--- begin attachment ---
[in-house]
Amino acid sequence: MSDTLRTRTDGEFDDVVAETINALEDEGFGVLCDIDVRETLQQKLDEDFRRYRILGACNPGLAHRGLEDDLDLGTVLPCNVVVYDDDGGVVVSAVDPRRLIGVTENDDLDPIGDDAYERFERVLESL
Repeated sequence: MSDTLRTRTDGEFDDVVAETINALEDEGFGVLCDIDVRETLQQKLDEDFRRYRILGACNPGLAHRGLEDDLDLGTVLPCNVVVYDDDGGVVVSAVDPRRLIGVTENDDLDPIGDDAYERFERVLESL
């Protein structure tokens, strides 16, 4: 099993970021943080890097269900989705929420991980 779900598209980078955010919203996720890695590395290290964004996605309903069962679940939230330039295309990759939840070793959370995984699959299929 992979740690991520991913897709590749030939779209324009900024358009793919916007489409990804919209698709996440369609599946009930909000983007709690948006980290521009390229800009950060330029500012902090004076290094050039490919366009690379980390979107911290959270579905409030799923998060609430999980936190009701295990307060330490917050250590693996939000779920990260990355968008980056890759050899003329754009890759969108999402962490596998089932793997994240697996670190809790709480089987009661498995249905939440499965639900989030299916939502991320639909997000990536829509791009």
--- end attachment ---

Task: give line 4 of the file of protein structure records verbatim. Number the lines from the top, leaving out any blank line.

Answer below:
């Protein structure tokens, strides 16, 4: 099993970021943080890097269900989705929420991980 779900598209980078955010919203996720890695590395290290964004996605309903069962679940939230330039295309990759939840070793959370995984699959299929 992979740690991520991913897709590749030939779209324009900024358009793919916007489409990804919209698709996440369609599946009930909000983007709690948006980290521009390229800009950060330029500012902090004076290094050039490919366009690379980390979107911290959270579905409030799923998060609430999980936190009701295990307060330490917050250590693996939000779920990260990355968008980056890759050899003329754009890759969108999402962490596998089932793997994240697996670190809790709480089987009661498995249905939440499965639900989030299916939502991320639909997000990536829509791009």